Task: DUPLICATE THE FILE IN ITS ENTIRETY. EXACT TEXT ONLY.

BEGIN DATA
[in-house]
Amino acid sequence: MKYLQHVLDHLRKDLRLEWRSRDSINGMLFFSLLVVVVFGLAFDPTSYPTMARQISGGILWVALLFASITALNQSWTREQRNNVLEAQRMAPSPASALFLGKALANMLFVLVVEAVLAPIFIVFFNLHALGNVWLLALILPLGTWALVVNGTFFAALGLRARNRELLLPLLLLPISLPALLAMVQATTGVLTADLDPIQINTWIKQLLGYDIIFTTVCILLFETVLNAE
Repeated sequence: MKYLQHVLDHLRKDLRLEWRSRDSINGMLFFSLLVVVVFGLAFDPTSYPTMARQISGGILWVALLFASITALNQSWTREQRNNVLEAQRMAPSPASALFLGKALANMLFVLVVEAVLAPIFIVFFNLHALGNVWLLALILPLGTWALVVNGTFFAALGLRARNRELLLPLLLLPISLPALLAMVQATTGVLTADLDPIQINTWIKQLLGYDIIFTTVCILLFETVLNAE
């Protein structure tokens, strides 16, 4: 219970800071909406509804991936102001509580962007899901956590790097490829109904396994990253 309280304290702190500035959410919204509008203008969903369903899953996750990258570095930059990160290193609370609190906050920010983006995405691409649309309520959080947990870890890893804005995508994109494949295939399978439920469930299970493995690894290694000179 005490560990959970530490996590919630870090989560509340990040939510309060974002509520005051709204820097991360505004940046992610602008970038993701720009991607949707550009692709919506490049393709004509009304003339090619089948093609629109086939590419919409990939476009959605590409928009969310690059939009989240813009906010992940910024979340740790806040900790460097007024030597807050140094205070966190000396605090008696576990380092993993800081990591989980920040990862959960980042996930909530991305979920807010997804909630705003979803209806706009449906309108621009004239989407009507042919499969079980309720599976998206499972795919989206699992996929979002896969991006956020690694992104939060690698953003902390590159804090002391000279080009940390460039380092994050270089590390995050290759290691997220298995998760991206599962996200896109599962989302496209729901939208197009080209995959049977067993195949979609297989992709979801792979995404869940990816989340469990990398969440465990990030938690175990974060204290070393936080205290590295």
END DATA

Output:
[in-house]
Amino acid sequence: MKYLQHVLDHLRKDLRLEWRSRDSINGMLFFSLLVVVVFGLAFDPTSYPTMARQISGGILWVALLFASITALNQSWTREQRNNVLEAQRMAPSPASALFLGKALANMLFVLVVEAVLAPIFIVFFNLHALGNVWLLALILPLGTWALVVNGTFFAALGLRARNRELLLPLLLLPISLPALLAMVQATTGVLTADLDPIQINTWIKQLLGYDIIFTTVCILLFETVLNAE
Repeated sequence: MKYLQHVLDHLRKDLRLEWRSRDSINGMLFFSLLVVVVFGLAFDPTSYPTMARQISGGILWVALLFASITALNQSWTREQRNNVLEAQRMAPSPASALFLGKALANMLFVLVVEAVLAPIFIVFFNLHALGNVWLLALILPLGTWALVVNGTFFAALGLRARNRELLLPLLLLPISLPALLAMVQATTGVLTADLDPIQINTWIKQLLGYDIIFTTVCILLFETVLNAE
């Protein structure tokens, strides 16, 4: 219970800071909406509804991936102001509580962007899901956590790097490829109904396994990253 309280304290702190500035959410919204509008203008969903369903899953996750990258570095930059990160290193609370609190906050920010983006995405691409649309309520959080947990870890890893804005995508994109494949295939399978439920469930299970493995690894290694000179 005490560990959970530490996590919630870090989560509340990040939510309060974002509520005051709204820097991360505004940046992610602008970038993701720009991607949707550009692709919506490049393709004509009304003339090619089948093609629109086939590419919409990939476009959605590409928009969310690059939009989240813009906010992940910024979340740790806040900790460097007024030597807050140094205070966190000396605090008696576990380092993993800081990591989980920040990862959960980042996930909530991305979920807010997804909630705003979803209806706009449906309108621009004239989407009507042919499969079980309720599976998206499972795919989206699992996929979002896969991006956020690694992104939060690698953003902390590159804090002391000279080009940390460039380092994050270089590390995050290759290691997220298995998760991206599962996200896109599962989302496209729901939208197009080209995959049977067993195949979609297989992709979801792979995404869940990816989340469990990398969440465990990030938690175990974060204290070393936080205290590295």